Tropical Storm Ophelia Forecast Discussion Number 6

By | September 22, 2023

WTNT41 KNHC 222058

Tropical Storm Ophelia Discussion Number   6
NWS National Hurricane Center Miami FL       AL162023
500 PM EDT Fri Sep 22 2023

The structure of the cyclone has undergone some noteworthy changes
today. GOES-16 1-min visible imagery, along with data from the Air
Force Hurricane Hunters and earlier scatterometer data, indicate
that the center of the system has become better defined and is no
longer attached to fronts. The satellite presentation has evolved as
well, with the center becoming tucked under an area of deep
convection this afternoon. The radius of maximum wind has contracted
to around 50 to 60 n mi, further supporting its designation as
Tropical Storm Ophelia earlier this afternoon. Aircraft data reveal
that Ophelia has also strengthened, with the minimum pressure down
to 986 mb and reduced flight-level and SFMR winds that support an
initial intensity of 60 kt.

Ophelia is moving north-northwestward (345/11 kt) within the flow
between an upper-level trough over the southeastern U.S. and a ridge
over the western Atlantic. This general motion should continue
through Saturday while the center of Ophelia approaches North
Carolina and moves inland within the warning area. Thereafter, a
slight decrease in forward speed and a turn toward the north and
north-northeast is forecast through the weekend. There was a slight
westward shift in the near-term track guidance, and the updated NHC
forecast has been nudged in that direction toward the latest
multi-model consensus aids.

The intensity forecast is more challenging given the unexpected
strengthening trend observed today. Most of the intensity guidance
shows little change in strength before landfall, although the global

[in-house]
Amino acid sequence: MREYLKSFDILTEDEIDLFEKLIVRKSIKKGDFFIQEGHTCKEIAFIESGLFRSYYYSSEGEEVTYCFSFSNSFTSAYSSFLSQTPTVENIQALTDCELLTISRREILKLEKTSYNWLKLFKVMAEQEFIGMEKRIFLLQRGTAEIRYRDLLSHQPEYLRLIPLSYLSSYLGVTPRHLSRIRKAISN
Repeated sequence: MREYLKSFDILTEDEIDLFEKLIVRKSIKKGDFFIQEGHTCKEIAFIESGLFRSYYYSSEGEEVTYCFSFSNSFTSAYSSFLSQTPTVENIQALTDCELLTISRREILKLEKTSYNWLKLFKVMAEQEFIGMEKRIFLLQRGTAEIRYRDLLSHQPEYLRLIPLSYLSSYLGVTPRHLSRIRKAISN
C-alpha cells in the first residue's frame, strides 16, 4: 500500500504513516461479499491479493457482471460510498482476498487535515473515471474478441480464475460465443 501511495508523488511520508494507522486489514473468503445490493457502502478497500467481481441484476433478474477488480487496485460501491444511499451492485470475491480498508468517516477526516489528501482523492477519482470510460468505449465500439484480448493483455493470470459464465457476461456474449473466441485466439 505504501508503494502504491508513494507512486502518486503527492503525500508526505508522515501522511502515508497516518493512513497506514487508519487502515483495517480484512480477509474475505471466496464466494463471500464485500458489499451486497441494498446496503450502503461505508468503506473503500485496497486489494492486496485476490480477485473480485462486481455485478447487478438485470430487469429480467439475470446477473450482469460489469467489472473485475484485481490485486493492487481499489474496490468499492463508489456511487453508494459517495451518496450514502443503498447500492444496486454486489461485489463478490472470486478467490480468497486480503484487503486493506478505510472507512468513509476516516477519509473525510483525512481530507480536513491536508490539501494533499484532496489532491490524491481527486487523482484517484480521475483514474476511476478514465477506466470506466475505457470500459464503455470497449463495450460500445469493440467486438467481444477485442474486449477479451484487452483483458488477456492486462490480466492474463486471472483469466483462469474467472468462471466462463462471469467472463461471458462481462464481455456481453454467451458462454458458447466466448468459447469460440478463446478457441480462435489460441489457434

models show additional deepening of the low. However, some
additional strengthening cannot be ruled out as Ophelia traverses
the warm waters of the Gulf Stream on its approach to eastern North
Carolina. While this does not seem like the most likely outcome and
is not explicitly forecast, the increased risk warrants the issuance
of a Hurricane Watch for a portion of the North Carolina coast from
north of Surf City to Ocracoke Inlet. After landfall, the system is
expected to quickly weaken due to the combination of land
interaction, drier air, and strong upper-level winds. Ophelia is
likely to become extratropical again in 36-48 h, with dissipation by
72 h as it becomes absorbed by a frontal boundary over the
mid-Atlantic region.

Key Messages:

1. Tropical storm conditions are expected along portions of the
southeastern and mid-Atlantic U.S. coasts within the Tropical Storm
Warning area today into Saturday night. Hurricane conditions are
possible within the Hurricane Watch area early Saturday.

2. There is a danger of life-threatening storm surge inundation
over portions of eastern North Carolina and southeastern Virginia,
including Pamlico and Albemarle Sounds, the Neuse and Pamlico
Rivers, the lower James River, and the lower Chesapeake Bay, where
Storm Surge Warnings are in place.  Residents in these areas should
follow advice given by local officials.

3. Heavy rainfall from this system could produce locally
considerable flash, and urban flooding impacts across portions of
the Mid-Atlantic states from North Carolina to New Jersey through

4. Swells generated by this system will affect much of the U.S.
east coast through the weekend, likely causing life-threatening
surf and rip currents.


INIT  22/2100Z 32.9N  76.3W   60 KT  70 MPH
 12H  23/0600Z 34.4N  76.8W   60 KT  70 MPH
 24H  23/1800Z 36.1N  77.2W   45 KT  50 MPH...INLAND
 36H  24/0600Z 37.6N  77.2W   30 KT  35 MPH...POST-TROP/EXTRATROP
 48H  24/1800Z 38.9N  76.6W   25 KT  30 MPH...POST-TROP/EXTRATROP
 60H  25/0600Z 39.9N  76.1W   25 KT  30 MPH...POST-TROP/EXTRATROP
 72H  25/1800Z...DISSIPATED

Forecaster Reinhart

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